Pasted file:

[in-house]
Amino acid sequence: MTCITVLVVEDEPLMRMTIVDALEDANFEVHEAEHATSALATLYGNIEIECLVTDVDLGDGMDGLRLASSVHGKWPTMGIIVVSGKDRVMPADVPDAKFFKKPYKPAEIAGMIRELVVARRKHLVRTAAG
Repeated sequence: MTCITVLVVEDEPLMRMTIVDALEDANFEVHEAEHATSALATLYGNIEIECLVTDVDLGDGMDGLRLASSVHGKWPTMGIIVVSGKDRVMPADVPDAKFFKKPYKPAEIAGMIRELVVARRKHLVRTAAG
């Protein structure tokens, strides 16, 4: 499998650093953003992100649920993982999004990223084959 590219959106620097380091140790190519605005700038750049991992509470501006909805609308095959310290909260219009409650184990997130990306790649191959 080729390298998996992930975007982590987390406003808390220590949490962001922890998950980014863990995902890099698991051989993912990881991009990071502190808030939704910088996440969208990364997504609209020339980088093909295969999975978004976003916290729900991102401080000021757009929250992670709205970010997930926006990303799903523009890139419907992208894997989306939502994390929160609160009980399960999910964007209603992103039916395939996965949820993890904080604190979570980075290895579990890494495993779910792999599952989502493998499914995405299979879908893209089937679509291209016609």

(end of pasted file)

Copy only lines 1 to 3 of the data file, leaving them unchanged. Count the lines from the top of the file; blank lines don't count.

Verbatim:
[in-house]
Amino acid sequence: MTCITVLVVEDEPLMRMTIVDALEDANFEVHEAEHATSALATLYGNIEIECLVTDVDLGDGMDGLRLASSVHGKWPTMGIIVVSGKDRVMPADVPDAKFFKKPYKPAEIAGMIRELVVARRKHLVRTAAG
Repeated sequence: MTCITVLVVEDEPLMRMTIVDALEDANFEVHEAEHATSALATLYGNIEIECLVTDVDLGDGMDGLRLASSVHGKWPTMGIIVVSGKDRVMPADVPDAKFFKKPYKPAEIAGMIRELVVARRKHLVRTAAG